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In this course, professional animator and director Lee Lanier shows how to create render passes in Autodesk Maya, recombine the passes in Adobe After Effects, and motion track the passes to live-action video footage that contains a moving camera or a moving character. The course covers both the Render Layer Editor and mental ray contribution pass systems. Additionally, 1- and 2-point motion tracking and match moving, stabilization, and 4-point corner pin tracking are discussed.
We have motion-tracked the spaceship so it follows the camera movement within the original footage. We're now ready to move on and refine other aspects of the ship so that it better integrates with the background. Let's take a look at the footage and see what's going on so we can match it. Now, the background in terms of the building is actually quite soft. It's a little out of focus. Also, there is a lot of blue haze. The sun is up here at the right, and it's kicking a lot of blue haze in front of the building, and in front of the actress. So, it would be great to get that soft quality, plus a little bit of blue sneaking into the ship.
Now, in terms of the blueness, we can use the Opacity trick to achieve that. Basically, what we have is an empty sky. It's mostly the same color of grayish blue, little bit of brightness variation, but not too bad. Now, the fact that there are no objects behind the ship and we have a clear sky will allow us to reduce the Opacity and therefore introduce some of the blue into the ship's color. So, I am going to go to the Ship layer and set the Opacity to 85. That gives you illusion that there is some blue haze. Now, if you had a background where there were objects like telephone poles, this would not work, because those poles would show through.
What you'd have to do instead is apply some Color Grading tools like Color Balance or Curves to try to introduce that blue color. But we have the blue here, now we can start thinking about the edges and the overall softness. The ship is much sharper than the building, also its edges are sharper than the building. One thing we do for the body of the ship is simply apply a Gaussian Blur to soften that. So, with the Ship layer selected, I'll go to Effect > Blur & Sharpen > Gaussian Blur. Now, here the background is quite blurry, so we can use a fairly high blur.
I'll put a Blurriness of 2 in here to soften the ship. That softens the body of the ship, but doesn't really do with the edge. The edge is still pretty sharp, especially when compared to the top of the building. So in order to fix that, there are a couple of approaches we can take. One, we can apply effects to the matte which is applying the Alpha to try to soften that. The other thing we can do is perhaps add a mask to the top of the building to better fit the ship to the building and also feather that edge even more right here. Before we do that, though, let's play it back and make sure the ship is really motion tracking correctly to the very top of the building. Now in fact, there is a little slippage.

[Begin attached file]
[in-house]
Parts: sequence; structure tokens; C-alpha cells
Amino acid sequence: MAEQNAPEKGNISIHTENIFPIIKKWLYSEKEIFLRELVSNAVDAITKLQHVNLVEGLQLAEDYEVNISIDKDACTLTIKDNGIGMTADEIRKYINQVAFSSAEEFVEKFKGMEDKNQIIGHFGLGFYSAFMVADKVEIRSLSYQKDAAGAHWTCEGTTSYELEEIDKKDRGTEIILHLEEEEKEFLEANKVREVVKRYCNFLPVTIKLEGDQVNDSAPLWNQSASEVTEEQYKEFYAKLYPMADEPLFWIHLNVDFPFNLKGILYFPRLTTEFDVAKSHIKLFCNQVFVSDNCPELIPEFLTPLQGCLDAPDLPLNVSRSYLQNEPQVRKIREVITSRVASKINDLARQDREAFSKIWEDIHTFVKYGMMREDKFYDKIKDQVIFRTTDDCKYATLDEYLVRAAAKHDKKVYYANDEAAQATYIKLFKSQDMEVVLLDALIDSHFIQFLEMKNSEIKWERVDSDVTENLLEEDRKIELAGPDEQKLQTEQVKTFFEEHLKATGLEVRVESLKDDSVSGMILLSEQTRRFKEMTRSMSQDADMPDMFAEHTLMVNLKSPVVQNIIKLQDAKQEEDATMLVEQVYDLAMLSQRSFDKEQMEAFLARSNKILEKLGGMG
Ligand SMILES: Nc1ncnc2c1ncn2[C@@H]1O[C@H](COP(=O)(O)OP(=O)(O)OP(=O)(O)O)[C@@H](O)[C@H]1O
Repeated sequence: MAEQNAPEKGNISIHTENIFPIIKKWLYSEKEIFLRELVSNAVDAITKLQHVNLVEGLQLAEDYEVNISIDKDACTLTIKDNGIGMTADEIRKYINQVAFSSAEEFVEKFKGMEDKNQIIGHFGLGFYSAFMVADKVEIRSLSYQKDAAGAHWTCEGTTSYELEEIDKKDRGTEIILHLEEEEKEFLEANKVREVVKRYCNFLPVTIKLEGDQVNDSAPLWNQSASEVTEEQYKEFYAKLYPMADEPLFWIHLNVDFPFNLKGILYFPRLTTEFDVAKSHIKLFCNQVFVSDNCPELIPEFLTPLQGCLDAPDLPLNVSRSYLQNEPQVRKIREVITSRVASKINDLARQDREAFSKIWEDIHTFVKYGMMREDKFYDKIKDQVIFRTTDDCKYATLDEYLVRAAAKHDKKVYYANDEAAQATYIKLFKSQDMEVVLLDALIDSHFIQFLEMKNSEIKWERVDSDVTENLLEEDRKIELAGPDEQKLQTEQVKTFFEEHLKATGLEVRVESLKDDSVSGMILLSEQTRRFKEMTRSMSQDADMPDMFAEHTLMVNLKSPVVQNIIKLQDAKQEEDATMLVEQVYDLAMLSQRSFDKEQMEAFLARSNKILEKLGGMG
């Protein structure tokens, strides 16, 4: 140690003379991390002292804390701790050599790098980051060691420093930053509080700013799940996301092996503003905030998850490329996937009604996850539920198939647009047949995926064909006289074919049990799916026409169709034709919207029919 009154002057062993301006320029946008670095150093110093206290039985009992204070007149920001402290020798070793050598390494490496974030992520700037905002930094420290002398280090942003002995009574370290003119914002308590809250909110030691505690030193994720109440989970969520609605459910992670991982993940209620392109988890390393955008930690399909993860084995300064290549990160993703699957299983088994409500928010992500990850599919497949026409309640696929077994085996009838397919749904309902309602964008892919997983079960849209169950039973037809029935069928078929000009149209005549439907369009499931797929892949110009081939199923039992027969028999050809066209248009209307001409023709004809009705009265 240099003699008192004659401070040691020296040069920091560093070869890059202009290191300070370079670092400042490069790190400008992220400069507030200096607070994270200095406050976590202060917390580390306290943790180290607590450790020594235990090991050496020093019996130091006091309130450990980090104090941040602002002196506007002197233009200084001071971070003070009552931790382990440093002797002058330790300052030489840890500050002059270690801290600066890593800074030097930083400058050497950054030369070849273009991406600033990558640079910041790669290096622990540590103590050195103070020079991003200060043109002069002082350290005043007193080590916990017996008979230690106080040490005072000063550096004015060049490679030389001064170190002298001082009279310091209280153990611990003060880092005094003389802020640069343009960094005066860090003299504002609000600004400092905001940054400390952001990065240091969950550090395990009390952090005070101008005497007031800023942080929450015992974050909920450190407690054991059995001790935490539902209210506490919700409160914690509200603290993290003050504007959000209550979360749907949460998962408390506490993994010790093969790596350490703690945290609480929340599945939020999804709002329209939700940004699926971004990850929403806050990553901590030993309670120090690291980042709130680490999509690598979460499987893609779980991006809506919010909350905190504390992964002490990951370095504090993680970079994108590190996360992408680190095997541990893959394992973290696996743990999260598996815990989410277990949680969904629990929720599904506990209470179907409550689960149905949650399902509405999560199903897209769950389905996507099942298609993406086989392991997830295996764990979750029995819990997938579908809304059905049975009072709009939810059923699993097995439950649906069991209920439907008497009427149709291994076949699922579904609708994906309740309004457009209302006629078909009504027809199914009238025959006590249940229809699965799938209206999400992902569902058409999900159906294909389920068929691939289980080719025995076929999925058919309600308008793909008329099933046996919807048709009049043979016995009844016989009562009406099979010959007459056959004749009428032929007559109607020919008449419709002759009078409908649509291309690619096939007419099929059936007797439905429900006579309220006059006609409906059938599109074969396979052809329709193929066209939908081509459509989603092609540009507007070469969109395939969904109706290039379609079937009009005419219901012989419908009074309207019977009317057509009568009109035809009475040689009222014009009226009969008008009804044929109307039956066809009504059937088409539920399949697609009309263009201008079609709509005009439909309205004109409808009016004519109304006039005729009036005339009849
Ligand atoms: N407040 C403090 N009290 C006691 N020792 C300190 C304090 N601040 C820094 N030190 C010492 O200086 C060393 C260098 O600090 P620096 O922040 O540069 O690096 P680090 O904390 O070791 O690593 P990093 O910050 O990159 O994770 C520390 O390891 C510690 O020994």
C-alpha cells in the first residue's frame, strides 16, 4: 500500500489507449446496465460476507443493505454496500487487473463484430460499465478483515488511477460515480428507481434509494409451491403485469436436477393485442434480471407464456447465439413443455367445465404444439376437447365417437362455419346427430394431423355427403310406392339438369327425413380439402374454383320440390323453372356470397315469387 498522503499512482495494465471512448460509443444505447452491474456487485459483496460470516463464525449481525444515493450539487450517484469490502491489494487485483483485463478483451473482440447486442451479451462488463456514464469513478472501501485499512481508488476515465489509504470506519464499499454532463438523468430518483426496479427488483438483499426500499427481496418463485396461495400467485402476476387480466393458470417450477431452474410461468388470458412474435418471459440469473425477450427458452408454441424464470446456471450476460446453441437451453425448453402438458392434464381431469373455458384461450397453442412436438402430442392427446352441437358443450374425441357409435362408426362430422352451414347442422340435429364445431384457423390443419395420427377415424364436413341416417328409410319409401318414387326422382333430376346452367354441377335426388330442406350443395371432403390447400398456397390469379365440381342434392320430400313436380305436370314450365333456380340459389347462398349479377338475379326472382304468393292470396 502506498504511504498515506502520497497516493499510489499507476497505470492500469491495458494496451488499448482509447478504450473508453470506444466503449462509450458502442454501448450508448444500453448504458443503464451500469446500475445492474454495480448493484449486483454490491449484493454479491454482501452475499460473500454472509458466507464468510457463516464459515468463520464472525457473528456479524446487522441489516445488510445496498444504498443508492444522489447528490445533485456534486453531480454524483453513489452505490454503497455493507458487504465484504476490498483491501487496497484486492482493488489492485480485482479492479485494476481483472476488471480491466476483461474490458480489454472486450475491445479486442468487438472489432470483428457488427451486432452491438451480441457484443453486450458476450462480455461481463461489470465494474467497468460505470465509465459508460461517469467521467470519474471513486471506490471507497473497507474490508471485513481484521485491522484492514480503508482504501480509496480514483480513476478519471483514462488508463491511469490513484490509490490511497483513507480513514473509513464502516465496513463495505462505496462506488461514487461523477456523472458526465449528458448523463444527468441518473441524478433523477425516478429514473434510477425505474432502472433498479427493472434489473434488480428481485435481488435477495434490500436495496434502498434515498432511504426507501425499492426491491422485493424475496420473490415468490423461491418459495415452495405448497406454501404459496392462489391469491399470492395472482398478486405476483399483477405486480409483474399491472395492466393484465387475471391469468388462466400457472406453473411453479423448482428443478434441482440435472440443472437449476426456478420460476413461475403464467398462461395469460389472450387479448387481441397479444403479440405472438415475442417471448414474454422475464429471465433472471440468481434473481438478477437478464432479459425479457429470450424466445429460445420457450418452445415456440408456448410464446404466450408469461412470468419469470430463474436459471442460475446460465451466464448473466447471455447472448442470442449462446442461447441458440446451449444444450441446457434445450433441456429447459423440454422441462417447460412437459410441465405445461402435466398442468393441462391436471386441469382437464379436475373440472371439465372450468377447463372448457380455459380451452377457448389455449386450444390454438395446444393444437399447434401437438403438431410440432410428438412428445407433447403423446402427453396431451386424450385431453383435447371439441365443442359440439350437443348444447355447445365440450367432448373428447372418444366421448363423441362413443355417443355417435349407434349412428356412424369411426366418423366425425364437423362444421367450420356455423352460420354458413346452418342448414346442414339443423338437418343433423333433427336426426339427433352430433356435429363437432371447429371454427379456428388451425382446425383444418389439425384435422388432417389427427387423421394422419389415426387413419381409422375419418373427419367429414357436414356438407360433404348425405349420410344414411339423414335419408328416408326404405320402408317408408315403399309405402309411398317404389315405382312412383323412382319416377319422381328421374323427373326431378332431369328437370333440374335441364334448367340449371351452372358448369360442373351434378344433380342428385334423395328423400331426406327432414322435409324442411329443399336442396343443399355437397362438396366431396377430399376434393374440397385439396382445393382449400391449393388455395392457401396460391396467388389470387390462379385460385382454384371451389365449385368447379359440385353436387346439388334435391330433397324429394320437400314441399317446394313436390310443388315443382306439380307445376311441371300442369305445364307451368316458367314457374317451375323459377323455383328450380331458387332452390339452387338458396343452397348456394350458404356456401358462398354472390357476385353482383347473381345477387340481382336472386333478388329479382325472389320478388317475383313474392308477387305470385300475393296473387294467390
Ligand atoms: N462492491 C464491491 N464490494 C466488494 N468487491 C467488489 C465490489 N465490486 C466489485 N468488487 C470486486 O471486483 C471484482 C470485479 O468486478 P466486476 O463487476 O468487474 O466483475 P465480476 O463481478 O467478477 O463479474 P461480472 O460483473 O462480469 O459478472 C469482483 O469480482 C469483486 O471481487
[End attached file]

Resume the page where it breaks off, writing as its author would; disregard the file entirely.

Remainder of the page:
The ship is slipping to the right. See, right here, there is a gap opening up where that little cut-out is. Now, since we applied the tracking data to Null, we're free to adjust the position of the actual Ship layer. In this case, I think we have to keyframe it. Now the reason the ship is slipping is in Maya, we roughed in the perspective in terms of the camera position and rotation, but we never animated the camera. There is no camera animation. You potentially have slippage when the real-world camera's moving quite a bit. I have worked at this footage in advance.
I believe a good place for keyframes is on frame 0, 10, and 25. So, let's look at frame 0. Let's make a mental note that this edge of this cut-out should line up with this edge of the building right here. So, I'm going to set a key here by clicking on the Time icon for position. I am going to move the frame 10, then, and figure out how to get that edge back to left. So, in this case a Position of -14 in the X and 6 in the Y works pretty good, so here is frame 0, here's frame 10.
Actually, 6 in the Y maybe brings it down a little bit too much, so here you see a tiny gap on top of the building. Actually, what we might want to do is leave it here on frame 10 where it intersects a little bit, go back to frame 0, and adjust that. So in this case, you actually want a positive 4, so 04. So, it looks like the same relative position. The ship is tipping down a little bit into the building edge. There is Frame 10, and then also frame 25. So in frame 25, we can enter -24 and 8.
So now if we play it back, it's lined up with the builder better. Now, it's off the slippage but doesn't deal with the fact that there is a sharp edge here, and it dips down a little bit. So, in order to soften the edge, there are two approaches that we can take. One again is to go back to the matte and adjust that, and second one is to add a garbage mask to cut out the very top of the building, that's where the ship overlaps. So let's adjust the matte. I'll go to the matte layer, and we'll apply two effects we have used before, Gaussian Blur and also Curves. I'm going to increase the Blur, let's try 3.